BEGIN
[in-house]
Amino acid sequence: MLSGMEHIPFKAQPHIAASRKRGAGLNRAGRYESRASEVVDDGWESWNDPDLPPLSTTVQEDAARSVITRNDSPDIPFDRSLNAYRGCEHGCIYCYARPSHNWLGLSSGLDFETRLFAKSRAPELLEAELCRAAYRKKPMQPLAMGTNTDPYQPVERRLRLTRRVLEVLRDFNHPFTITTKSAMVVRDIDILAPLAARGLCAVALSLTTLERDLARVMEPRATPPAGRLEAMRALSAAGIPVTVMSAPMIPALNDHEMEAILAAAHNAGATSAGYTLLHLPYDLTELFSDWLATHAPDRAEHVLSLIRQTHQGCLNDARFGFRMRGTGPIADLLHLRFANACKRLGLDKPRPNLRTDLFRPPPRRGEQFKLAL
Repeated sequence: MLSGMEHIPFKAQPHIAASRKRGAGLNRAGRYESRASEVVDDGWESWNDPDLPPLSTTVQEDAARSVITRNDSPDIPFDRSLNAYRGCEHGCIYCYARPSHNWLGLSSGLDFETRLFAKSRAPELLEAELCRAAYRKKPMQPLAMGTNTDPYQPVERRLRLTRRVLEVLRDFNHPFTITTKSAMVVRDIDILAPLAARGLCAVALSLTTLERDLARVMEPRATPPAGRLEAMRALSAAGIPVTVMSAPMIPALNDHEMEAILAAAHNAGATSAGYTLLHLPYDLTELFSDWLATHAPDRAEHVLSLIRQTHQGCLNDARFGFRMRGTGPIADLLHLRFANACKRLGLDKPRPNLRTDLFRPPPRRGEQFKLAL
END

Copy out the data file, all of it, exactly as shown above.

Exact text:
[in-house]
Amino acid sequence: MLSGMEHIPFKAQPHIAASRKRGAGLNRAGRYESRASEVVDDGWESWNDPDLPPLSTTVQEDAARSVITRNDSPDIPFDRSLNAYRGCEHGCIYCYARPSHNWLGLSSGLDFETRLFAKSRAPELLEAELCRAAYRKKPMQPLAMGTNTDPYQPVERRLRLTRRVLEVLRDFNHPFTITTKSAMVVRDIDILAPLAARGLCAVALSLTTLERDLARVMEPRATPPAGRLEAMRALSAAGIPVTVMSAPMIPALNDHEMEAILAAAHNAGATSAGYTLLHLPYDLTELFSDWLATHAPDRAEHVLSLIRQTHQGCLNDARFGFRMRGTGPIADLLHLRFANACKRLGLDKPRPNLRTDLFRPPPRRGEQFKLAL
Repeated sequence: MLSGMEHIPFKAQPHIAASRKRGAGLNRAGRYESRASEVVDDGWESWNDPDLPPLSTTVQEDAARSVITRNDSPDIPFDRSLNAYRGCEHGCIYCYARPSHNWLGLSSGLDFETRLFAKSRAPELLEAELCRAAYRKKPMQPLAMGTNTDPYQPVERRLRLTRRVLEVLRDFNHPFTITTKSAMVVRDIDILAPLAARGLCAVALSLTTLERDLARVMEPRATPPAGRLEAMRALSAAGIPVTVMSAPMIPALNDHEMEAILAAAHNAGATSAGYTLLHLPYDLTELFSDWLATHAPDRAEHVLSLIRQTHQGCLNDARFGFRMRGTGPIADLLHLRFANACKRLGLDKPRPNLRTDLFRPPPRRGEQFKLAL